New analyses of the BOLERO-2 trial indicate that everolimus and exemestane produced significantly longer PFS than placebo and exemestane in several previously unstudied patient subgroups.
Hope Rugo, MD
New analyses of the BOLERO-2 trial, presented at the 2013 Breast Cancer Symposium, held September 7-9 in San Francisco, California, indicate that everolimus and exemestane produced significantly longer progression-free survival (PFS) than placebo and exemestane in several previously unstudied patient subgroups.
The first analysis found that everolimus plus exemestane prolonged PFS in patients with hormone receptor-positive (HR+) advanced breast cancer who received treatment as first-line therapy for advanced breast cancer (patients received treatment immediately after recurrence during adjuvant therapy).1Among 137 patients receiving everolimus plus exemestane (n = 100) or placebo plus exemestane (n = 37) in the advanced setting, 74% of the everolimus arm and 76% of the placebo arm had recurred after adjuvant endocrine therapy plus chemotherapy; 26% and 24%, respectively, had recurred after adjuvant endocrine therapy alone. The everolimus group had significantly longer PFS compared with the placebo group (11.50 vs 4.07 months, respectively; hazard ratio [HR] = 0.39; 95% CI, 0.25-0.62). Median PFS remained longer with everolimus versus placebo, regardless of whether chemotherapy was included with the prior adjuvant hormonal therapy.
Pending results from the recently launched BOLERO-4 trial, which will directly evaluate the efficacy of everolimus as a first-line therapy in patients with HR+ advanced breast cancer, these results support the combination of everolimus plus exemestane in patients whose cancer recurs after adjuvant therapy or never responds to that therapy, said lead author Hope Rugo, MD, professor of Medicine and director of Breast Oncology and Clinical Trials Education at the University of California, San Francisco.
“Many people have assumed that everolimus would do nothing for patients who did not initially respond to hormone therapy and then grow resistant to it, that hormone therapy simply wouldn’t work for that patient group,” Rugo said. “But these results strongly suggest that everolimus can help hormones work in patients who never respond to hormones as a monotherapy.”
Rugo was also the lead author of the second trial, which analyzed genetic materials from a representative sample of 227 BOLERO-2 participants (157 in the everolimus-plus-exemestane arm and 70 in the placebo-plus-exemestane arm) to test how different mutations responded during the initial trial.2Exon sequence and gene copy number variations were analyzed in 182 cancer-related genes by next-generation sequencing (NGS). Correlations with PFS were evaluated using univariate and multivariate Cox proportional hazard models.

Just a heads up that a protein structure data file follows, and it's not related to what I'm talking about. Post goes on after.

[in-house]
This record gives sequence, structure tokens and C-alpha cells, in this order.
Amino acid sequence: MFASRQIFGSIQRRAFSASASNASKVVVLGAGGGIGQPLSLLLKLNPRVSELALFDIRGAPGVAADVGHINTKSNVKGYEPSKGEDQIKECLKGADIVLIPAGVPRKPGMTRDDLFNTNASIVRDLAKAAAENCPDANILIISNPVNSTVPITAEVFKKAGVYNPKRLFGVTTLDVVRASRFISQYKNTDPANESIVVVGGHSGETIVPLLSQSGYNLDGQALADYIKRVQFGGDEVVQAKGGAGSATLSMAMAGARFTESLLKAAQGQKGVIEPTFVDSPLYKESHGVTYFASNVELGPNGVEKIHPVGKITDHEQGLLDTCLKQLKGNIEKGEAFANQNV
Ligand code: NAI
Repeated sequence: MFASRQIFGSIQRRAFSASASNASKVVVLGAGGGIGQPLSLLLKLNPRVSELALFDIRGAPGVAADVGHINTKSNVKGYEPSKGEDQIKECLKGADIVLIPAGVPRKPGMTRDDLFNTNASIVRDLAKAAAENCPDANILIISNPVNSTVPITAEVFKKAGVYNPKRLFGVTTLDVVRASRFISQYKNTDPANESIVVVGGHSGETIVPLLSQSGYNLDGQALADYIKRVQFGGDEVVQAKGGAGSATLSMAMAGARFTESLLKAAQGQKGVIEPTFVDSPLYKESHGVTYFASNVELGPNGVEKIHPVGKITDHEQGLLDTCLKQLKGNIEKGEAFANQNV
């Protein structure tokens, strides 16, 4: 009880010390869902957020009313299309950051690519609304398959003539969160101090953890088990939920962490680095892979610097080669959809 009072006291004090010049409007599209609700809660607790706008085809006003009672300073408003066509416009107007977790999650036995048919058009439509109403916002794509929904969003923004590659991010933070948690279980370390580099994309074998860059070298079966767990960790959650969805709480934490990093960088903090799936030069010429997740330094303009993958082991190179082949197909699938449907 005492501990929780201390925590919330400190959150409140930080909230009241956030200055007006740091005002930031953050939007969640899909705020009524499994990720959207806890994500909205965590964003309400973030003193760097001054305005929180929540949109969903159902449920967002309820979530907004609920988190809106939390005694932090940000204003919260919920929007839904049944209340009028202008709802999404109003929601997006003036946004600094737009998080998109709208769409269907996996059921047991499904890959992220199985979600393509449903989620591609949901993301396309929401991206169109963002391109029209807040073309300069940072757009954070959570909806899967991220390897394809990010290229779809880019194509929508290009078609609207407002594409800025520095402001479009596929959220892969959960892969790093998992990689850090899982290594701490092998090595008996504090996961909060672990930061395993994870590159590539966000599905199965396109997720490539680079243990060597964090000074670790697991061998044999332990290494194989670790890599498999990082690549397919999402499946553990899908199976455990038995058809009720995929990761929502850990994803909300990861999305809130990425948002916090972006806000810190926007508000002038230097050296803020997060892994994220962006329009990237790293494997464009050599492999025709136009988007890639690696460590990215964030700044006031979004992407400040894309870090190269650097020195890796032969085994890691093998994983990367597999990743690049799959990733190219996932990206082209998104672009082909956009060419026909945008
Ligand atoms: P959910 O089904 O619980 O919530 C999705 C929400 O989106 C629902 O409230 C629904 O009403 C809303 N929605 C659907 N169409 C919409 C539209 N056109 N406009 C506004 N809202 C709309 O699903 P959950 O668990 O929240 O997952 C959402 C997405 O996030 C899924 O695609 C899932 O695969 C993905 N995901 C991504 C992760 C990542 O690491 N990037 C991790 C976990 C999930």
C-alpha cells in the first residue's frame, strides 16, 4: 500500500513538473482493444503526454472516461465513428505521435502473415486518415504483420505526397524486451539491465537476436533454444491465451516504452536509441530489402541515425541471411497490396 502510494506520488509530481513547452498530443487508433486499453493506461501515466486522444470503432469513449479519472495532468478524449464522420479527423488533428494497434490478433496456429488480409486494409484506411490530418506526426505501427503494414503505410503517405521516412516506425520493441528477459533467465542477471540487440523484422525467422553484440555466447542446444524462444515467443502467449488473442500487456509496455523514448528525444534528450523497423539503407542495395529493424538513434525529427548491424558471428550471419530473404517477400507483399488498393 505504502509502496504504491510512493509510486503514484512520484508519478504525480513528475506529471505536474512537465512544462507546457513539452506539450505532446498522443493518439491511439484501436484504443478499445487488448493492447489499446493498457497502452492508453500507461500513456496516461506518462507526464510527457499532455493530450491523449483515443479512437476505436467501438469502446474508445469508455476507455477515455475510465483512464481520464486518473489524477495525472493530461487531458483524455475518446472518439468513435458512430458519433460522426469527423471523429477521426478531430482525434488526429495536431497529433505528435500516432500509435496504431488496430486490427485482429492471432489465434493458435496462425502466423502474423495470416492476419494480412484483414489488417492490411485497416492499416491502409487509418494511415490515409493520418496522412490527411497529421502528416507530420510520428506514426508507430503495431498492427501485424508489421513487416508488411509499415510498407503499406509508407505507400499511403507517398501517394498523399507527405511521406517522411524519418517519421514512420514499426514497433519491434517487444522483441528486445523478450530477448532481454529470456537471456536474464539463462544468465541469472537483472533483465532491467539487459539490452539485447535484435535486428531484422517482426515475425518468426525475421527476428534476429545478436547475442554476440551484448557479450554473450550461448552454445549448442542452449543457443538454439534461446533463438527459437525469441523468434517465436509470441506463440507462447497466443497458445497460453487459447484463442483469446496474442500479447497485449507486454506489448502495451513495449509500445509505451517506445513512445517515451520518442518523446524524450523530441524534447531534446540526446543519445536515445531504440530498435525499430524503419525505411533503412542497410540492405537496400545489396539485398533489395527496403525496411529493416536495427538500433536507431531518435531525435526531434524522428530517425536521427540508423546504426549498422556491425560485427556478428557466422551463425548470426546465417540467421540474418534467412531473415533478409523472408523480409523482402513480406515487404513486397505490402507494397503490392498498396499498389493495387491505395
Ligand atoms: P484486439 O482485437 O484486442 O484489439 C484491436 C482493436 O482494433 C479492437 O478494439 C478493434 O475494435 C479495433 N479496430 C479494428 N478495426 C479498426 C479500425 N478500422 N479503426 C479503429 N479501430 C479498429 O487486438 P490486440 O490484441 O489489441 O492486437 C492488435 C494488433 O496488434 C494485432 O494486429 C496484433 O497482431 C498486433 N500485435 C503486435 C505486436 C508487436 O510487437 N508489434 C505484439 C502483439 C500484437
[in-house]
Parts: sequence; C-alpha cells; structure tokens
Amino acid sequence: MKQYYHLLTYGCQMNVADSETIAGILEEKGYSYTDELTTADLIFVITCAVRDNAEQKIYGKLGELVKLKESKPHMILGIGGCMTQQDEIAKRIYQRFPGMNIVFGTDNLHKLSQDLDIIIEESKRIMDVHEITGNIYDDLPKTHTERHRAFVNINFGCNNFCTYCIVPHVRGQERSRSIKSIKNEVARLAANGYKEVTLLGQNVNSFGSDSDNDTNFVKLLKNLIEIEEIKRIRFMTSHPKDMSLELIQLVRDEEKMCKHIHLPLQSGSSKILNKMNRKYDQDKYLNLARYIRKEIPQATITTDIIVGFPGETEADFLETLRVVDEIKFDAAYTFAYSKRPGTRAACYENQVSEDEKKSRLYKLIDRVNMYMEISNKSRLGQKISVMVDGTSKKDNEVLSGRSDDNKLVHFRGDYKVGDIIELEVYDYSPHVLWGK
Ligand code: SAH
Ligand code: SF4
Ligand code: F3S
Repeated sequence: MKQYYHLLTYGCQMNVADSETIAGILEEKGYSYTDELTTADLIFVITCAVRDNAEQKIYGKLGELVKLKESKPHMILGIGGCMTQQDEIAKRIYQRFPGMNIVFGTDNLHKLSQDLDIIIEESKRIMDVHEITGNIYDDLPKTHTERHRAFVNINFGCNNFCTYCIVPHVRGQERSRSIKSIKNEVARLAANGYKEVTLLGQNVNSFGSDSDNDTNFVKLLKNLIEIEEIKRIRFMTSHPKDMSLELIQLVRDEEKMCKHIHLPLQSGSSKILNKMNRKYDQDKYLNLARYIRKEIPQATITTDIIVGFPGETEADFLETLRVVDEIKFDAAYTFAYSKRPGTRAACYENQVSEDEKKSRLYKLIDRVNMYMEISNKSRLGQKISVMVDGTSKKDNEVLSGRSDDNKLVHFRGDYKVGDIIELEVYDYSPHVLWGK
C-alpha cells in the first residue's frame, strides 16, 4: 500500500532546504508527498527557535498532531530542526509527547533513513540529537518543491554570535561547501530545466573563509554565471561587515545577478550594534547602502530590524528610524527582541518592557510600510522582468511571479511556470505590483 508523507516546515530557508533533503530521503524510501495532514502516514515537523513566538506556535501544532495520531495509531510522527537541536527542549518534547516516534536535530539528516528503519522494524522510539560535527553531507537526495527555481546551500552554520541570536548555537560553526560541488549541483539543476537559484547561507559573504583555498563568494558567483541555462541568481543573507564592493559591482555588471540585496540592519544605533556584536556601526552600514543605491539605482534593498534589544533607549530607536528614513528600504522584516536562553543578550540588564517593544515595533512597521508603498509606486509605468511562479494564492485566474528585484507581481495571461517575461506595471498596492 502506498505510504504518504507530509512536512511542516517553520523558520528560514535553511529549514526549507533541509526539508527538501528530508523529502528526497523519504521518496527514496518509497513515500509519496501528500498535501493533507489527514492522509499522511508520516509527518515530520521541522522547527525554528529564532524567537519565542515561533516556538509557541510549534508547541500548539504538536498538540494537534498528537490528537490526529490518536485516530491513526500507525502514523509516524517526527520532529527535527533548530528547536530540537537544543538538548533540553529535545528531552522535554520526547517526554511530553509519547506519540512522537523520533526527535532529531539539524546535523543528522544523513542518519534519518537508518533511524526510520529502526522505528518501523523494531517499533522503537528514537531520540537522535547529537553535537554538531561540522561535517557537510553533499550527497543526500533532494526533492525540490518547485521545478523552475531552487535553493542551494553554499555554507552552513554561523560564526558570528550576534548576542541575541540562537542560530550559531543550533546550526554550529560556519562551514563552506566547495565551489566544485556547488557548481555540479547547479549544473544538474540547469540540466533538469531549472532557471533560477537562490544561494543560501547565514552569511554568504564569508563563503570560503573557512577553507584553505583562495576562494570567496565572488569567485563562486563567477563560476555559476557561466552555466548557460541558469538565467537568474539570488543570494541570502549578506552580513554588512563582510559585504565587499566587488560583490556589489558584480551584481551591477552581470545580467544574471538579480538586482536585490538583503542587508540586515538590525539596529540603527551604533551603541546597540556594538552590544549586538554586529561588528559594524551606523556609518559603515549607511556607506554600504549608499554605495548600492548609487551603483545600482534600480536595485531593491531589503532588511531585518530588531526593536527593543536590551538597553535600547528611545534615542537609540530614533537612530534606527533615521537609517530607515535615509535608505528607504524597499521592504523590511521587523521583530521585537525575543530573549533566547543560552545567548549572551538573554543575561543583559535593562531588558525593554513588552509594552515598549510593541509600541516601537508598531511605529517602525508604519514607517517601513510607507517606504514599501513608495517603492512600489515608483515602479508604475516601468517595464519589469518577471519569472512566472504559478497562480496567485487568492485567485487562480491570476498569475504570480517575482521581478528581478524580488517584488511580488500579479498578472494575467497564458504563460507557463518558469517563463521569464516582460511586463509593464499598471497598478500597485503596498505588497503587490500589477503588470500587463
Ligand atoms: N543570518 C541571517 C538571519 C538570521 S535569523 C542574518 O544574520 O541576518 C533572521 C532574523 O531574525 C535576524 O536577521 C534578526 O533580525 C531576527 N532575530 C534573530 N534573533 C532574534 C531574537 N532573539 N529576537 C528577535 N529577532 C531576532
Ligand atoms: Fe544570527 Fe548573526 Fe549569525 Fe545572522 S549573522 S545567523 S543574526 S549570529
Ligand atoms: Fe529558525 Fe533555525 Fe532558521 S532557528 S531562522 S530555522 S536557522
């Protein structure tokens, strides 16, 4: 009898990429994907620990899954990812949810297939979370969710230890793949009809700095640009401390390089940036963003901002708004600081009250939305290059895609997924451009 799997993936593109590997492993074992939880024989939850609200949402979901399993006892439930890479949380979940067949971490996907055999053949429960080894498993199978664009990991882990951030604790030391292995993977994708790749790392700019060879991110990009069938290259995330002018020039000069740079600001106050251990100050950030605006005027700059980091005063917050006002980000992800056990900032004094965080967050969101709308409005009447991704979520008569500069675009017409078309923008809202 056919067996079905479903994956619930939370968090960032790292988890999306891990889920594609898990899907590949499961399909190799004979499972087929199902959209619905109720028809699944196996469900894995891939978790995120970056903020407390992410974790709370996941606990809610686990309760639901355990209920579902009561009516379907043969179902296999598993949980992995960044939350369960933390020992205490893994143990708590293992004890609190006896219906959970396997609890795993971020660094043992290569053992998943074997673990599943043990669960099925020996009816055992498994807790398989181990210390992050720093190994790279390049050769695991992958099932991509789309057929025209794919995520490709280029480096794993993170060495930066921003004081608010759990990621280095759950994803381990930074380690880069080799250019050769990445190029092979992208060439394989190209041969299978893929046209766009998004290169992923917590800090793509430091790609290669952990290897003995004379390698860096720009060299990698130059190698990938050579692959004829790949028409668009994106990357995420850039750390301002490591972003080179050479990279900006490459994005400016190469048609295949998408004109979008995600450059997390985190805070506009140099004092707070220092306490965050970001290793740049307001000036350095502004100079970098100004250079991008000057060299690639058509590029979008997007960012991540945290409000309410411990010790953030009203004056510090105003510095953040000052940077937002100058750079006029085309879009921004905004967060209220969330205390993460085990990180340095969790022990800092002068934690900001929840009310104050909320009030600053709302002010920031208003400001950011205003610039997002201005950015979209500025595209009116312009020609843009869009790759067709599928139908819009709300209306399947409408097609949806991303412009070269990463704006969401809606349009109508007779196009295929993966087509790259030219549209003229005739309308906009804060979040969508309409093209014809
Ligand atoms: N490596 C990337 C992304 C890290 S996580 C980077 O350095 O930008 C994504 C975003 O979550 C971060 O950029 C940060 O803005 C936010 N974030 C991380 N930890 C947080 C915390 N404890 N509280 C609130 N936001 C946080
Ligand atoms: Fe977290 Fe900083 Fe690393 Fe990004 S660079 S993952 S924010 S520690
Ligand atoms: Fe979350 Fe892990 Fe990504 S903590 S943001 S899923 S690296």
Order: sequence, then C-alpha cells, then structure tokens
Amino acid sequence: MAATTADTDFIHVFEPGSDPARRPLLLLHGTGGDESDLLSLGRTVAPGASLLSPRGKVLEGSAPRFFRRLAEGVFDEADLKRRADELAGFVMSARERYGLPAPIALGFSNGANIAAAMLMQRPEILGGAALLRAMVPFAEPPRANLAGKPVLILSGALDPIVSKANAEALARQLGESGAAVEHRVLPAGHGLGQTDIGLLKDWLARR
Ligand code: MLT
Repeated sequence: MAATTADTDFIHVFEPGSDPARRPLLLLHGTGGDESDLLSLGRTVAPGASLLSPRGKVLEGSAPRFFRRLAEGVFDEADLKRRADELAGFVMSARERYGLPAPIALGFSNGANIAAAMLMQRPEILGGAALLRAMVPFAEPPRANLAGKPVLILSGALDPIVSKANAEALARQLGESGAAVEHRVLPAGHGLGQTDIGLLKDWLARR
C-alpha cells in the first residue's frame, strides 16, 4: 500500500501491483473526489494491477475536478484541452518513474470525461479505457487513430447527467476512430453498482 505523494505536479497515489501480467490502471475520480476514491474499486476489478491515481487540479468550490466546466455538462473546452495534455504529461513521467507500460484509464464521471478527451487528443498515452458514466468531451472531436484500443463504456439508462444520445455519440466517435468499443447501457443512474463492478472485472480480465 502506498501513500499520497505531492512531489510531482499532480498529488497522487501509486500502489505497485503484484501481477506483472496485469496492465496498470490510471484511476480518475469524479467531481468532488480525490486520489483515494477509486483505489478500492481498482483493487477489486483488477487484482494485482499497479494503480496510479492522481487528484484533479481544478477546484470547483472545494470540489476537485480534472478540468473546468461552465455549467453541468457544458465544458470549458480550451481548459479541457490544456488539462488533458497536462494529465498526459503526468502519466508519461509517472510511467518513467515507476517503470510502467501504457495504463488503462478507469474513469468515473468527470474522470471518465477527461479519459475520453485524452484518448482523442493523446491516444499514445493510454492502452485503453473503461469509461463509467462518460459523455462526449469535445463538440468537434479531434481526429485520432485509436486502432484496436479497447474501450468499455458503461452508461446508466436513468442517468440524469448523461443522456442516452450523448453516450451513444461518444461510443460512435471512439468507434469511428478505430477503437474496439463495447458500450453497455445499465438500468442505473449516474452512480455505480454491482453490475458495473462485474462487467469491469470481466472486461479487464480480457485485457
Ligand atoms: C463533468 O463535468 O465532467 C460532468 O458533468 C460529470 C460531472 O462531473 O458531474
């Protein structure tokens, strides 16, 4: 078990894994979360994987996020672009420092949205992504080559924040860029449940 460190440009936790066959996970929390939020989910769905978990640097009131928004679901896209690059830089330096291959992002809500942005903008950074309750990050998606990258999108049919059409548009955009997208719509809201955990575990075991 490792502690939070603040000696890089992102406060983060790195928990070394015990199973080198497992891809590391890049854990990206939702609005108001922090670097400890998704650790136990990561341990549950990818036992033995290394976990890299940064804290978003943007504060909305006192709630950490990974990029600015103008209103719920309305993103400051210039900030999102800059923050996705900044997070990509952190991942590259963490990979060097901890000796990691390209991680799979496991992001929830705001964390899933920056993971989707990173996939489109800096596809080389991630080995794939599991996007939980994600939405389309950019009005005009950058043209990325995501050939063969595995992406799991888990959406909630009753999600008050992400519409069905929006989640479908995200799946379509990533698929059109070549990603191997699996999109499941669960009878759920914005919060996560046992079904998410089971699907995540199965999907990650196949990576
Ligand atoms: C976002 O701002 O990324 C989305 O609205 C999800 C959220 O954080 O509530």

The treatment benefit of everolimus over placebo was maintained in the subgroups defined by each of the nine genes with a mutation rate >10% (eg,PIK3CA,FGFR1,CCND1) or when less frequently mutated genes (eg,PTEN,AKT1) were included in their respective pathways. Patients with 0 or 1 genetic alterations inPI3KorFGFRpathways orCCND1had a greater treatment effect from everolimus (HR = 0.27; 95% CI, 0.18-0.41, adjusted by covariates, in 76% of the NGS population), indicating the value of these pathways for predicting sensitivity to everolimus in this setting.
“Almost half of the tumors had a mutation inPI3Kand the others had less-common mutations that included cell cycle pathway markers as well as fibroblast growth factor receptor and others,” Rugo said. “All patients, no matter what their individual mutations, benefited from the addition of everolimus, which was quite curious. It didn’t matter whether the patients had an activation in the PI3K pathway or not.”
But the news was not all good. “Patients whose tumors had mutations in multiple pathways, which was a small subset, seemed to have the worst overall outcome,” Rugo said, “and they did not benefit from the addition of everolimus.”
On the whole, Rugo thinks that the BOLERO-2 results and all of the subsequent analyses indicate that everolimus is a major step forward in the treatment of hormone receptor-positive breast cancer.
“We’ll have a better idea of just how major the advance is when we see the overall survival data from BOLERO-2, which should be out next year, but every indication we have so far is excellent,” Rugo said. “The progression-free survival numbers are very impressive, and it is well tolerated, which is why a huge number of companies are pouring money into developing their own mTOR inhibitors.”
Everolimus is a synthetic analogue of rapamycin, a naturally occurring mTOR inhibitor that was discovered in 1975 on Easter Island and found useful first as an antifungal, and then as an immunosuppressant. Researchers in the 1980s discovered anticancer activity but did not understand the mechanism of action until the 1990s.
Everolimus was first approved for use against advanced kidney cancer in 2009, and then for progressive or metastatic pancreatic neuroendocrine tumors and for breast cancer in postmenopausal women with advanced hormone-receptor positive, HER2-negative cancer, in conjunction with exemestane.
Those approvals have spurred interest in mTOR inhibitors. The National Cancer Institute lists more than 200 ongoing tests of mTOR inhibitors, either as monotherapies or as part of combination therapies.